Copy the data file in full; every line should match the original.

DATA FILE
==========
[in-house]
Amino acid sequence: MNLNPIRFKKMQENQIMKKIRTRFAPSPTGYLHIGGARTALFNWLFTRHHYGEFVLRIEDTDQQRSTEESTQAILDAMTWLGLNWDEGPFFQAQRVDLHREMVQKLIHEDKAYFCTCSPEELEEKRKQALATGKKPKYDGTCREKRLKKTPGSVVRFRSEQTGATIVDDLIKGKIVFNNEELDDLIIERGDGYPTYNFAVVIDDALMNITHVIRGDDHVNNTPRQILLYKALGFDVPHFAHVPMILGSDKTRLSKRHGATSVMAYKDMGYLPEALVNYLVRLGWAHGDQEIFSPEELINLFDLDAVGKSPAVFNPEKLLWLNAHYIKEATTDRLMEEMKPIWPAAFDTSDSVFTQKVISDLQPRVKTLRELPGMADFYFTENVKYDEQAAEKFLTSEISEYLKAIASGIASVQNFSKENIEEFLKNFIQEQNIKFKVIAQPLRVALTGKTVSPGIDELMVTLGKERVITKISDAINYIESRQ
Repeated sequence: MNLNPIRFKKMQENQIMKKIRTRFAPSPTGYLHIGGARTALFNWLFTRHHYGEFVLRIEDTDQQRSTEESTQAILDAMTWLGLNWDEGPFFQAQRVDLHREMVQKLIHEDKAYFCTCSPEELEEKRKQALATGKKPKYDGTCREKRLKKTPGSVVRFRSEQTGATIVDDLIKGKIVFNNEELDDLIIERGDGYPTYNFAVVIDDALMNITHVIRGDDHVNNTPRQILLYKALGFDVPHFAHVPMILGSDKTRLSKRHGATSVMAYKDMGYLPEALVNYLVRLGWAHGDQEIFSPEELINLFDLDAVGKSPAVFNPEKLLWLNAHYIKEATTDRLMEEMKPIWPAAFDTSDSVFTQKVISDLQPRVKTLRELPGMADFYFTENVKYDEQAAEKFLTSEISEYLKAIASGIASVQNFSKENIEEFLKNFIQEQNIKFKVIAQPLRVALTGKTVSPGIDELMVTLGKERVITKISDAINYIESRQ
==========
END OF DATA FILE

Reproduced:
[in-house]
Amino acid sequence: MNLNPIRFKKMQENQIMKKIRTRFAPSPTGYLHIGGARTALFNWLFTRHHYGEFVLRIEDTDQQRSTEESTQAILDAMTWLGLNWDEGPFFQAQRVDLHREMVQKLIHEDKAYFCTCSPEELEEKRKQALATGKKPKYDGTCREKRLKKTPGSVVRFRSEQTGATIVDDLIKGKIVFNNEELDDLIIERGDGYPTYNFAVVIDDALMNITHVIRGDDHVNNTPRQILLYKALGFDVPHFAHVPMILGSDKTRLSKRHGATSVMAYKDMGYLPEALVNYLVRLGWAHGDQEIFSPEELINLFDLDAVGKSPAVFNPEKLLWLNAHYIKEATTDRLMEEMKPIWPAAFDTSDSVFTQKVISDLQPRVKTLRELPGMADFYFTENVKYDEQAAEKFLTSEISEYLKAIASGIASVQNFSKENIEEFLKNFIQEQNIKFKVIAQPLRVALTGKTVSPGIDELMVTLGKERVITKISDAINYIESRQ
Repeated sequence: MNLNPIRFKKMQENQIMKKIRTRFAPSPTGYLHIGGARTALFNWLFTRHHYGEFVLRIEDTDQQRSTEESTQAILDAMTWLGLNWDEGPFFQAQRVDLHREMVQKLIHEDKAYFCTCSPEELEEKRKQALATGKKPKYDGTCREKRLKKTPGSVVRFRSEQTGATIVDDLIKGKIVFNNEELDDLIIERGDGYPTYNFAVVIDDALMNITHVIRGDDHVNNTPRQILLYKALGFDVPHFAHVPMILGSDKTRLSKRHGATSVMAYKDMGYLPEALVNYLVRLGWAHGDQEIFSPEELINLFDLDAVGKSPAVFNPEKLLWLNAHYIKEATTDRLMEEMKPIWPAAFDTSDSVFTQKVISDLQPRVKTLRELPGMADFYFTENVKYDEQAAEKFLTSEISEYLKAIASGIASVQNFSKENIEEFLKNFIQEQNIKFKVIAQPLRVALTGKTVSPGIDELMVTLGKERVITKISDAINYIESRQ